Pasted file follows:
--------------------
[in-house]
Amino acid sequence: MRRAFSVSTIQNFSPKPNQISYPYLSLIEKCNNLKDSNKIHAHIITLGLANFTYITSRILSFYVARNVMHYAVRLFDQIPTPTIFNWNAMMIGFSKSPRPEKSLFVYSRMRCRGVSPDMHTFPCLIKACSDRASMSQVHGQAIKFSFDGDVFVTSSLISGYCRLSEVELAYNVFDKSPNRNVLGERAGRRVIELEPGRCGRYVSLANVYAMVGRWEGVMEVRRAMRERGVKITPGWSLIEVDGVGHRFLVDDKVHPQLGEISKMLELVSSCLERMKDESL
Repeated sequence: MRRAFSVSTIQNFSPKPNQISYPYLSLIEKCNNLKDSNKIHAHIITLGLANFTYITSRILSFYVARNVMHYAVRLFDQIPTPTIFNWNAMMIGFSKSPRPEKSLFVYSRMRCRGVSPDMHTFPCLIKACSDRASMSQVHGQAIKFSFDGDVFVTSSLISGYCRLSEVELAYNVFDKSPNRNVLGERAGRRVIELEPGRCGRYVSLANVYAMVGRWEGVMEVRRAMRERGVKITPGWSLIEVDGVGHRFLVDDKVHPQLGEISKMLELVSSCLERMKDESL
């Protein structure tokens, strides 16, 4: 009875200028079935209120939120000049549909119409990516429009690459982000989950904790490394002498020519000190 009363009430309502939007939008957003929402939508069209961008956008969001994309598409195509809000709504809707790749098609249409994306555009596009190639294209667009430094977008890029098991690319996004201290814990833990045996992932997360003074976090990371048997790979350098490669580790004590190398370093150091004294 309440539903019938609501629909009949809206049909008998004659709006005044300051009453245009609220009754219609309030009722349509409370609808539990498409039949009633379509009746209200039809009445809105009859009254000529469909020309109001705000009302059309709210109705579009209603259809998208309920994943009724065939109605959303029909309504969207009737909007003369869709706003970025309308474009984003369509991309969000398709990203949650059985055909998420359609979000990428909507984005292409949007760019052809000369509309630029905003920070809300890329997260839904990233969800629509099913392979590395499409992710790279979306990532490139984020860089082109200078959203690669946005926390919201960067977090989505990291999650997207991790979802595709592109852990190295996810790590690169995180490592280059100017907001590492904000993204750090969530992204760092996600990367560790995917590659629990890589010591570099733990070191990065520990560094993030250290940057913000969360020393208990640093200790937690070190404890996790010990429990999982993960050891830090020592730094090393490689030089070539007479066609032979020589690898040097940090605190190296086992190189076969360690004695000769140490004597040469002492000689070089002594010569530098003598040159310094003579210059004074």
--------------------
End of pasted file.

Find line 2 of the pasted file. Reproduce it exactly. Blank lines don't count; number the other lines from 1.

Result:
Amino acid sequence: MRRAFSVSTIQNFSPKPNQISYPYLSLIEKCNNLKDSNKIHAHIITLGLANFTYITSRILSFYVARNVMHYAVRLFDQIPTPTIFNWNAMMIGFSKSPRPEKSLFVYSRMRCRGVSPDMHTFPCLIKACSDRASMSQVHGQAIKFSFDGDVFVTSSLISGYCRLSEVELAYNVFDKSPNRNVLGERAGRRVIELEPGRCGRYVSLANVYAMVGRWEGVMEVRRAMRERGVKITPGWSLIEVDGVGHRFLVDDKVHPQLGEISKMLELVSSCLERMKDESL